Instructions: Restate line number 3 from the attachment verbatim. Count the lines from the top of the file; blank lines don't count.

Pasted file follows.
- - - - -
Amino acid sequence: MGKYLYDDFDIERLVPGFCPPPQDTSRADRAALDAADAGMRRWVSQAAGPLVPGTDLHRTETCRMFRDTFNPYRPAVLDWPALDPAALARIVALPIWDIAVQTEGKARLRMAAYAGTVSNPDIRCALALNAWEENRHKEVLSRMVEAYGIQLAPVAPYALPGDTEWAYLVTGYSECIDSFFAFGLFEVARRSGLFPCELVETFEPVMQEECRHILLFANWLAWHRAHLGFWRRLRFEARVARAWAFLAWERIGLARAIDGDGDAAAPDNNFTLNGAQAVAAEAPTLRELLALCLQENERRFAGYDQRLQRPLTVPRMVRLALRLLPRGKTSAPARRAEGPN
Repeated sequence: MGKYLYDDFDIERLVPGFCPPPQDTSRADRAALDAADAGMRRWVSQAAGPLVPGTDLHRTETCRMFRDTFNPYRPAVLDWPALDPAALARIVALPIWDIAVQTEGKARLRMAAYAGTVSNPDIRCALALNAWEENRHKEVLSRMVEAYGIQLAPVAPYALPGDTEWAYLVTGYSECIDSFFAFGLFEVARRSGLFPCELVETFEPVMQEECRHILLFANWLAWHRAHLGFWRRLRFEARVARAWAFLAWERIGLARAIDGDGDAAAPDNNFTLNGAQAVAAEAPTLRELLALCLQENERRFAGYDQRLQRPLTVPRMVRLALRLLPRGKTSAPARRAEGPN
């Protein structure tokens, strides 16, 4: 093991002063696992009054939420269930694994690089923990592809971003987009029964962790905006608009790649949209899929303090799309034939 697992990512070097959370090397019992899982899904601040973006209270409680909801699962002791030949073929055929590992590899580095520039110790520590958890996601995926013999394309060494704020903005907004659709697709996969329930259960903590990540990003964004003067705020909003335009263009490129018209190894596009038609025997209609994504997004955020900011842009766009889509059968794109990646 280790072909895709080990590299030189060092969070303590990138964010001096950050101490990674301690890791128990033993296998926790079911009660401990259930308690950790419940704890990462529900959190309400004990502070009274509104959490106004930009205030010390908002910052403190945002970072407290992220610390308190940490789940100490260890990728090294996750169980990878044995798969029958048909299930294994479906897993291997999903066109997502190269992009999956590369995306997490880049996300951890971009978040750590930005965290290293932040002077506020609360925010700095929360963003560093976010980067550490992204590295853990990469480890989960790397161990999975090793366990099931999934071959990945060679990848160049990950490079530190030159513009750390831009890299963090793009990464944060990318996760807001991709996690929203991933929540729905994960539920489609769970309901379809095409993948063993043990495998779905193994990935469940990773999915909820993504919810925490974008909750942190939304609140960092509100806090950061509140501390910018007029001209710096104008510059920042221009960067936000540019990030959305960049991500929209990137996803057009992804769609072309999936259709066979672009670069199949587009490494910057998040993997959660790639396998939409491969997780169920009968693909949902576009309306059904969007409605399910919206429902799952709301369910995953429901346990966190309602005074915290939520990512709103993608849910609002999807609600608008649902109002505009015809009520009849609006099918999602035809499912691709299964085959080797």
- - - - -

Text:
């Protein structure tokens, strides 16, 4: 093991002063696992009054939420269930694994690089923990592809971003987009029964962790905006608009790649949209899929303090799309034939 697992990512070097959370090397019992899982899904601040973006209270409680909801699962002791030949073929055929590992590899580095520039110790520590958890996601995926013999394309060494704020903005907004659709697709996969329930259960903590990540990003964004003067705020909003335009263009490129018209190894596009038609025997209609994504997004955020900011842009766009889509059968794109990646 280790072909895709080990590299030189060092969070303590990138964010001096950050101490990674301690890791128990033993296998926790079911009660401990259930308690950790419940704890990462529900959190309400004990502070009274509104959490106004930009205030010390908002910052403190945002970072407290992220610390308190940490789940100490260890990728090294996750169980990878044995798969029958048909299930294994479906897993291997999903066109997502190269992009999956590369995306997490880049996300951890971009978040750590930005965290290293932040002077506020609360925010700095929360963003560093976010980067550490992204590295853990990469480890989960790397161990999975090793366990099931999934071959990945060679990848160049990950490079530190030159513009750390831009890299963090793009990464944060990318996760807001991709996690929203991933929540729905994960539920489609769970309901379809095409993948063993043990495998779905193994990935469940990773999915909820993504919810925490974008909750942190939304609140960092509100806090950061509140501390910018007029001209710096104008510059920042221009960067936000540019990030959305960049991500929209990137996803057009992804769609072309999936259709066979672009670069199949587009490494910057998040993997959660790639396998939409491969997780169920009968693909949902576009309306059904969007409605399910919206429902799952709301369910995953429901346990966190309602005074915290939520990512709103993608849910609002999807609600608008649902109002505009015809009520009849609006099918999602035809499912691709299964085959080797």